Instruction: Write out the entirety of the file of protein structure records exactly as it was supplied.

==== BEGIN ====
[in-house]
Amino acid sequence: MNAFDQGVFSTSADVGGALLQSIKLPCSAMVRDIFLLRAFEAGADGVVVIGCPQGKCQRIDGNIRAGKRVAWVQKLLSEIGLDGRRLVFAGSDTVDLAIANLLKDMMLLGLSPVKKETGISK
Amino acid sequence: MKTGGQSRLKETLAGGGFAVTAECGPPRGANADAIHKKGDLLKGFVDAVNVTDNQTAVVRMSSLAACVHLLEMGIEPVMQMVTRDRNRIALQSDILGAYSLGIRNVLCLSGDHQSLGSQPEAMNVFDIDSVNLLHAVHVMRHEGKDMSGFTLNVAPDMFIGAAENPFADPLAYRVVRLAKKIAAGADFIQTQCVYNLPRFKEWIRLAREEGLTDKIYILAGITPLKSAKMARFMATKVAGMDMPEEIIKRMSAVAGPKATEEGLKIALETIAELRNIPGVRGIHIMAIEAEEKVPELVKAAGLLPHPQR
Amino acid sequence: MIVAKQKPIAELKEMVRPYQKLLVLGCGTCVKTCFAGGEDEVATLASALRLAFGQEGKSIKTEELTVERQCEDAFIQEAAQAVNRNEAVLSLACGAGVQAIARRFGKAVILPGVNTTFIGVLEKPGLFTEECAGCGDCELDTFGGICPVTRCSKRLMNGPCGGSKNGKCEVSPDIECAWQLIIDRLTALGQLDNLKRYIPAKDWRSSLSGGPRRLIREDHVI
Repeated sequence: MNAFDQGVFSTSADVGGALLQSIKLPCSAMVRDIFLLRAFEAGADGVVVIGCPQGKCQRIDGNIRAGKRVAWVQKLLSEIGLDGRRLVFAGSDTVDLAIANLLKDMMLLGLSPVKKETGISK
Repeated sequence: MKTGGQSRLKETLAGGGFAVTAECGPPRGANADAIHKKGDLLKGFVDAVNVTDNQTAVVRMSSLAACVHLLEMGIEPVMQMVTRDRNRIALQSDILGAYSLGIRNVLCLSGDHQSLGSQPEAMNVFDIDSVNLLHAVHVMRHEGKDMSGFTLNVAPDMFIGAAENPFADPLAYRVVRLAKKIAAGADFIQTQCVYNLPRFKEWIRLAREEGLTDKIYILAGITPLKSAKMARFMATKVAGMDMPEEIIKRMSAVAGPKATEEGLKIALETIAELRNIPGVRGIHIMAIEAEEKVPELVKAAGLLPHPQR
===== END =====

[in-house]
Amino acid sequence: MNAFDQGVFSTSADVGGALLQSIKLPCSAMVRDIFLLRAFEAGADGVVVIGCPQGKCQRIDGNIRAGKRVAWVQKLLSEIGLDGRRLVFAGSDTVDLAIANLLKDMMLLGLSPVKKETGISK
Amino acid sequence: MKTGGQSRLKETLAGGGFAVTAECGPPRGANADAIHKKGDLLKGFVDAVNVTDNQTAVVRMSSLAACVHLLEMGIEPVMQMVTRDRNRIALQSDILGAYSLGIRNVLCLSGDHQSLGSQPEAMNVFDIDSVNLLHAVHVMRHEGKDMSGFTLNVAPDMFIGAAENPFADPLAYRVVRLAKKIAAGADFIQTQCVYNLPRFKEWIRLAREEGLTDKIYILAGITPLKSAKMARFMATKVAGMDMPEEIIKRMSAVAGPKATEEGLKIALETIAELRNIPGVRGIHIMAIEAEEKVPELVKAAGLLPHPQR
Amino acid sequence: MIVAKQKPIAELKEMVRPYQKLLVLGCGTCVKTCFAGGEDEVATLASALRLAFGQEGKSIKTEELTVERQCEDAFIQEAAQAVNRNEAVLSLACGAGVQAIARRFGKAVILPGVNTTFIGVLEKPGLFTEECAGCGDCELDTFGGICPVTRCSKRLMNGPCGGSKNGKCEVSPDIECAWQLIIDRLTALGQLDNLKRYIPAKDWRSSLSGGPRRLIREDHVI
Repeated sequence: MNAFDQGVFSTSADVGGALLQSIKLPCSAMVRDIFLLRAFEAGADGVVVIGCPQGKCQRIDGNIRAGKRVAWVQKLLSEIGLDGRRLVFAGSDTVDLAIANLLKDMMLLGLSPVKKETGISK
Repeated sequence: MKTGGQSRLKETLAGGGFAVTAECGPPRGANADAIHKKGDLLKGFVDAVNVTDNQTAVVRMSSLAACVHLLEMGIEPVMQMVTRDRNRIALQSDILGAYSLGIRNVLCLSGDHQSLGSQPEAMNVFDIDSVNLLHAVHVMRHEGKDMSGFTLNVAPDMFIGAAENPFADPLAYRVVRLAKKIAAGADFIQTQCVYNLPRFKEWIRLAREEGLTDKIYILAGITPLKSAKMARFMATKVAGMDMPEEIIKRMSAVAGPKATEEGLKIALETIAELRNIPGVRGIHIMAIEAEEKVPELVKAAGLLPHPQR